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Marcus Sheridan

By Marcus Sheridan

Dec 14, 2022


Content Marketing Working With Marketing Agencies Executives and Leaders Marketing training Sales training
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Content Marketing  |   Working With Marketing Agencies  |   Executives and Leaders  |   Marketing training  |   Sales training

Outsourcing Is Broken: Rethinking the Relationship Between Client and Agency

Marcus Sheridan

By Marcus Sheridan

Dec 14, 2022

Outsourcing Is Broken: Rethinking the Relationship Between Client and Agency

[Listen to this article on our podcast, But We're Different. ]

If a company is new to inbound or content marketing, it’s easy to be overwhelmed by the idea of producing the right content — articles, videos, research reports, social media posts, and more.

Isn't this better just left to the professionals?

Not at all.

The truth is, marketing is not nearly as hard as you've been led to believe

It might sound like the perfect situation – “I don’t really have to lift a finger other than to write a check, and I will see great results.” — but when companies hire agencies to handle their marketing, they're often unknowingly entering a relationship that's inefficient and outdated. 

The traditional agency-client relationship is usually just an expensive path to mediocrity. 

This is true for six main reasons.

Reason No. 1: We've reached the age of content saturation

The thing is, at this point, content marketing is not a new idea.

What is happening now is what many call content saturation.

As more and more companies across all industries embrace content marketing, it’s becoming harder and harder to stand out.

In life and marketing, you need to be different to get noticed.

If you’re outsourcing your content creation like so many organizations out there, chances are your finished product is going to be like everybody else’s too, and the majority of content today generates mediocre results.

Reason No. 2: Content is the soul of your business

Hiring an agency to produce the content your company website needs runs counter to the true spirit of inbound marketing.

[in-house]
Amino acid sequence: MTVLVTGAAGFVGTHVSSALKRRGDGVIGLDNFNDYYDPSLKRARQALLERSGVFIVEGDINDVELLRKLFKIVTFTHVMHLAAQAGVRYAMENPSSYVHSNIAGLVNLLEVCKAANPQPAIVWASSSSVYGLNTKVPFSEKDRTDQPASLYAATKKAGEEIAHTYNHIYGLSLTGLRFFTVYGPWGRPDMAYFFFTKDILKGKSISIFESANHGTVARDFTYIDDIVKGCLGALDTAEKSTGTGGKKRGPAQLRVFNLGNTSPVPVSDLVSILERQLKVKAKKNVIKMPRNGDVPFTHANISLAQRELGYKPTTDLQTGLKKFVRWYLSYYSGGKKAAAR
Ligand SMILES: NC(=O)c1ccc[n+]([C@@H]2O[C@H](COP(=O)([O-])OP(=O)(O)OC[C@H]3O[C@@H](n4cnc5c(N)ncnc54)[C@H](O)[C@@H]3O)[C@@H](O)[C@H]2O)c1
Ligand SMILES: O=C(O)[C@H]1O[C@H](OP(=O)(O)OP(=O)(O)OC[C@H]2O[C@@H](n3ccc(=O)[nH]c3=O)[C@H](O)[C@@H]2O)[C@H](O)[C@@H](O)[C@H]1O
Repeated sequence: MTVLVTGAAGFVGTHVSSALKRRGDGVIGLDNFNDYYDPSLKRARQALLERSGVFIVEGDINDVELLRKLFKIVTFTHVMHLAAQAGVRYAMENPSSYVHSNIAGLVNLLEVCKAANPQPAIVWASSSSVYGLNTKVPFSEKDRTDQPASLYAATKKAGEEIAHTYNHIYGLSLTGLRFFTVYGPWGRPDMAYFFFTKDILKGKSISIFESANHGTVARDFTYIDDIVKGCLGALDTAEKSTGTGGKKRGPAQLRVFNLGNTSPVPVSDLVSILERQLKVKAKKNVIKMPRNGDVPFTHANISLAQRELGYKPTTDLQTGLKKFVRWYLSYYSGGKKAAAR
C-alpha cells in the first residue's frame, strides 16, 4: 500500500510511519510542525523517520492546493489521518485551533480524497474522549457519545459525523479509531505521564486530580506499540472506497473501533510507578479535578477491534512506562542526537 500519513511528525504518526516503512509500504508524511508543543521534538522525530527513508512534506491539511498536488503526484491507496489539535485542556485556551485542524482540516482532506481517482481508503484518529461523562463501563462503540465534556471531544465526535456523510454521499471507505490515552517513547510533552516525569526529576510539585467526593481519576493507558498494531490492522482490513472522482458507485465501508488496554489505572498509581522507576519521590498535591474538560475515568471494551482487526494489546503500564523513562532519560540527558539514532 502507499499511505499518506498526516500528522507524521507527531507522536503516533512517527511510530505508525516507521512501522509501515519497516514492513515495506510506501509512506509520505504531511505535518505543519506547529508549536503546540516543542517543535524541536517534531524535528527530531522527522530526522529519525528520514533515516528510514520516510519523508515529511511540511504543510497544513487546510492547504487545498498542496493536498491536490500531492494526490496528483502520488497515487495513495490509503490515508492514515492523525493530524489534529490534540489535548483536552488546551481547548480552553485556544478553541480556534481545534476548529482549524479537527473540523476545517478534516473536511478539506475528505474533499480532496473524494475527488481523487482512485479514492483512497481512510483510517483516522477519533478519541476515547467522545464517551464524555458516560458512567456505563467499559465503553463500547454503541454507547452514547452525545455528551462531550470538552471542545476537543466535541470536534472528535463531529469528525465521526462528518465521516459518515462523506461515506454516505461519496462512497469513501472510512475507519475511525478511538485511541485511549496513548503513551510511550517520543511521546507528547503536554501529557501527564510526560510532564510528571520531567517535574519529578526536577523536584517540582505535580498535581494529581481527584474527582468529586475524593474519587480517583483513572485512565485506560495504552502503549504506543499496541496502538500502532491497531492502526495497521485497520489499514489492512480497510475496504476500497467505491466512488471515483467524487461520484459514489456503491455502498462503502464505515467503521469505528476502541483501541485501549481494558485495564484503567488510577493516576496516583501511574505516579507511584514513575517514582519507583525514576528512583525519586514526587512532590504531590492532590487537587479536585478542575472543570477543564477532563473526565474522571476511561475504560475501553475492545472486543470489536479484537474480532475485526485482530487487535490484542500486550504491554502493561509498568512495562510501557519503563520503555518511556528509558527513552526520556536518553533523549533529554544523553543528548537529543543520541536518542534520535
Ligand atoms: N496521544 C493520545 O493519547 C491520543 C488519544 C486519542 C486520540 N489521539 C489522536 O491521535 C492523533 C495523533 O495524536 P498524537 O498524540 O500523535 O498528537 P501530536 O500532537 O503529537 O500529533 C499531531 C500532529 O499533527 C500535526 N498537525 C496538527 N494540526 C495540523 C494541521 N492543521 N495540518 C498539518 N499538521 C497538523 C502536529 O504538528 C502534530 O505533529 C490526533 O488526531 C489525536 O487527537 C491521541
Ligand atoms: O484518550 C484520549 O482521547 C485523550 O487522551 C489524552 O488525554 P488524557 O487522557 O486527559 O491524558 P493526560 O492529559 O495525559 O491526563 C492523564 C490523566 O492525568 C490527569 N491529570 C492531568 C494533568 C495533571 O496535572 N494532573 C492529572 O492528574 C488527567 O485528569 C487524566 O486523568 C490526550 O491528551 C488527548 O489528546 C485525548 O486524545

I like to say that your content represents the digital soul of your business — the way customers get to know who you are and what you do. Allowing someone else to create something so important can be a dangerous prospect.

Imagine you had someone come up to you and say, “Why should I work with you?"

Would you rather them talk to you — or to someone who doesn’t really know your business or your industry?

You put your blood, sweat, and tears into your company. You know every inch of your industry.

Don't you want to be the one answering that question?

I hear so many people complaining that their content is soulless — that it has no personality.

Well, there’s a reason for this: it’s because someone else is speaking for you, and speaking for your business.

If you outsource content, it’s almost guaranteed to be bland because the individual writing it won’t have anything new to say. They likely don’t know an industry the way a true insider would. They might be going off of generic research. They won’t have the insight or experience to take risks or share a new perspective.

It’s difficult for an agency or freelance writer to access the insights of actual experts within the company. Accordingly, the content they produce is not going to stand out, and is unlikely to represent a business with passion and precision.

Furthermore, many agencies are only producing three or four articles per month for their clients.

Content creation is not something for you to just dip your toes in the water.

You have to go all in.

When you do, you can get astounding results, presuming you have the right people on board.

You need to own the process. You do that by insourcing, or owning your content creation in-house.

Reason No. 3: Outsourcing only seems cheaper

Assuming you’re following the They Ask, You Answer methodology, you need to produce an average of three pieces of content per week to answer your buyers questions on a regular, consistent basis and appease search engines. 

That’s about 150 pieces of written content per year.

If someone were going to outsource this, let’s say they plan on paying $250 per piece. That ends up costing $37,500 for the year.

I know what you're think — Isn’t that cheaper than hiring a content manager, whose salary would be more than $40,000?

The answer is no — and here’s why.

Beyond the actual writing involved in content creation, you have to think about some of the other details.

Someone needs to determine the topics. Someone needs to prepare those 150 pieces of content for publishing. Someone has to add the images, optimize each one for search, promote them in social posts, and do everything in between.

If you asked a freelancer to do this, could they?

If you asked your agency to do all of this, would they charge more?